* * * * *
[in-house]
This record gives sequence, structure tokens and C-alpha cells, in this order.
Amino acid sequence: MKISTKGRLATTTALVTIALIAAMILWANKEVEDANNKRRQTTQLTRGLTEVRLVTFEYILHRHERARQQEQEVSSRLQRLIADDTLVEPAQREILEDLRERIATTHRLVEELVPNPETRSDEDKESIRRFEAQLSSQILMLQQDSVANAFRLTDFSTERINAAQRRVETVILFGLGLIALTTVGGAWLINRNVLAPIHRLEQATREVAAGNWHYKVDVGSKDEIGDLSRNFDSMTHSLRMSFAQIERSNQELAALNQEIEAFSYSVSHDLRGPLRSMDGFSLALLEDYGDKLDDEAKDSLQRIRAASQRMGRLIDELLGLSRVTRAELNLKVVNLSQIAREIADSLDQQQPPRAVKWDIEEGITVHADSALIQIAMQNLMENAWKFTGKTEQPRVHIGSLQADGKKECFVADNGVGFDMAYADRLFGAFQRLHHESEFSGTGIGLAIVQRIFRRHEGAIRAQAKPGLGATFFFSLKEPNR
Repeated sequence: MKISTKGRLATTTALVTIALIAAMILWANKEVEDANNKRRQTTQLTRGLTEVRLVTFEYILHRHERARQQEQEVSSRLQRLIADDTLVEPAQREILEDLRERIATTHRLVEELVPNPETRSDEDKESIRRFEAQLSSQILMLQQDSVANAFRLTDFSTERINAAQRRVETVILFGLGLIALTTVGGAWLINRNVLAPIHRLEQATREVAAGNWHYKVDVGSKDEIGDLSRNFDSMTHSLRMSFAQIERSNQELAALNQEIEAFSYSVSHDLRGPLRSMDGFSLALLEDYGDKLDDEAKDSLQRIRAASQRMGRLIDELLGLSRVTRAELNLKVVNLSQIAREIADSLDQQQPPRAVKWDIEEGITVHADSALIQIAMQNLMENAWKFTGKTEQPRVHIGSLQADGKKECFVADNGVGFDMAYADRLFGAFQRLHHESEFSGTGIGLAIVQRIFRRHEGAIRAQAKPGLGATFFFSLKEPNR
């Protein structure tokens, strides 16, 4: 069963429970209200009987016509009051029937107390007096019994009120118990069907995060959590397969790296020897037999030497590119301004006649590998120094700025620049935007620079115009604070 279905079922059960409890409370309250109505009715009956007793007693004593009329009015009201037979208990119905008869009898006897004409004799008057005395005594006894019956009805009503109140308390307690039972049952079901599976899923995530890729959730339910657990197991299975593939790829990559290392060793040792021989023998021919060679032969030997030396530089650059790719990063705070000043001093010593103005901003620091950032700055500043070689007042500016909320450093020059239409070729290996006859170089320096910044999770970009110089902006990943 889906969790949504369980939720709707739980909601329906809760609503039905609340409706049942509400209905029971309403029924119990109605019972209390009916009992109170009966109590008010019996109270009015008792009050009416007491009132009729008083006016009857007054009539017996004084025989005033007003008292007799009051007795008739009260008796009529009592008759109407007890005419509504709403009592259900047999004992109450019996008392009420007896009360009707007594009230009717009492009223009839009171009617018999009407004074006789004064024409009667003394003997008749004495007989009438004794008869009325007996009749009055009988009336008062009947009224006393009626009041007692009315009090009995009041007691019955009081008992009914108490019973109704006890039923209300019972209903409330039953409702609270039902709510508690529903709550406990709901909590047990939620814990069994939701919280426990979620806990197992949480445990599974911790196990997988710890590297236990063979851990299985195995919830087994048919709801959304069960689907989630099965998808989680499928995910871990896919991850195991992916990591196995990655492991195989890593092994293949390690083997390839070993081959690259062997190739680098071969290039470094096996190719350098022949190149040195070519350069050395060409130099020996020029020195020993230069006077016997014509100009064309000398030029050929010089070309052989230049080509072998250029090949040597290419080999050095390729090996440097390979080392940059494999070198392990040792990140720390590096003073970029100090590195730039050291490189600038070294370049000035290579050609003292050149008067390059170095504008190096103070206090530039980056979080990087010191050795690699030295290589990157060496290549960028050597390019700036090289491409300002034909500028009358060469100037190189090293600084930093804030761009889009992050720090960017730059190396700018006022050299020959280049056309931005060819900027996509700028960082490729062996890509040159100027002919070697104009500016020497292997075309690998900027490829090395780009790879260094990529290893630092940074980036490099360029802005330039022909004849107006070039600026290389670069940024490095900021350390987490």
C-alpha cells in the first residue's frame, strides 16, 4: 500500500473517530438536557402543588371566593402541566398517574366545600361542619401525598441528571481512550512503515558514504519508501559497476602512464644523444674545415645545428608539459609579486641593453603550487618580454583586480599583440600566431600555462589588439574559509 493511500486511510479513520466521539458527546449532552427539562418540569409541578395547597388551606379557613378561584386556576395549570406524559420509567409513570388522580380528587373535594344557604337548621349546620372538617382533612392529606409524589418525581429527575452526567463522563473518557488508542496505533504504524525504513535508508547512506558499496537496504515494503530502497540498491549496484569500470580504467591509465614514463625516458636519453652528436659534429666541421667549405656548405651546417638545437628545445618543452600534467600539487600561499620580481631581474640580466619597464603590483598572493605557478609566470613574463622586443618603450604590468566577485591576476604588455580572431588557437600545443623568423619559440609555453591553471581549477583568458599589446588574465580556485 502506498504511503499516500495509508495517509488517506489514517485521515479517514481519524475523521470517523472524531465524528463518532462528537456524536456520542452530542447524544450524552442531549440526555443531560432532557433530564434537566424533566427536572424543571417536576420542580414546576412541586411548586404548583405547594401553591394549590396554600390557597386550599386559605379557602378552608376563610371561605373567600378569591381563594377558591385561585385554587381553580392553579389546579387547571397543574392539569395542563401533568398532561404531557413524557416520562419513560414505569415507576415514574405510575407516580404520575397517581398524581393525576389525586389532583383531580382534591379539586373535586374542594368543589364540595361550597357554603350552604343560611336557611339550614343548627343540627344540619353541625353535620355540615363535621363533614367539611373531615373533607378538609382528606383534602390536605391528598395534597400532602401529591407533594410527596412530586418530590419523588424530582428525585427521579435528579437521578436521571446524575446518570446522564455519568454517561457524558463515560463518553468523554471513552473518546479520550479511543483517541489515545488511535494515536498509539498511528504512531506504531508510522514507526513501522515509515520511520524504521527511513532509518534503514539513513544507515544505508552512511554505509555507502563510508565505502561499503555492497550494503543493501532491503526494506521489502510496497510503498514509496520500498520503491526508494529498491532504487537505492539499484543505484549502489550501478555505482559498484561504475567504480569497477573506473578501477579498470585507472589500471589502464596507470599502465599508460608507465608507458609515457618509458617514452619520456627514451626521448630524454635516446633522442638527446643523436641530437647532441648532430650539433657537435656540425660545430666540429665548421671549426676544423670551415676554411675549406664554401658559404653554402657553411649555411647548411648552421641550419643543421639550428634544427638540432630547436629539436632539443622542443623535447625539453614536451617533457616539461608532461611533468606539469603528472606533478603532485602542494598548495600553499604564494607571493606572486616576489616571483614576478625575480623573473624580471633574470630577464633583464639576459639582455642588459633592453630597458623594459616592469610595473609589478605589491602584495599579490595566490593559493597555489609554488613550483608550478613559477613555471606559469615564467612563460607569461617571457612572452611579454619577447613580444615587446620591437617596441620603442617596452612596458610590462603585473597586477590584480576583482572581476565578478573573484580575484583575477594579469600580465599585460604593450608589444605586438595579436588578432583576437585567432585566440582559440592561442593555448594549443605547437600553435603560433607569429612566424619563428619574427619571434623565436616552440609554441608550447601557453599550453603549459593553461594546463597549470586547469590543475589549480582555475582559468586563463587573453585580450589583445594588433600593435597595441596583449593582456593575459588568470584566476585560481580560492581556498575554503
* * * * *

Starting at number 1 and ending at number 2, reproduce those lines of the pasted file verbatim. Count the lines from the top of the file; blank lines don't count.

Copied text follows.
[in-house]
This record gives sequence, structure tokens and C-alpha cells, in this order.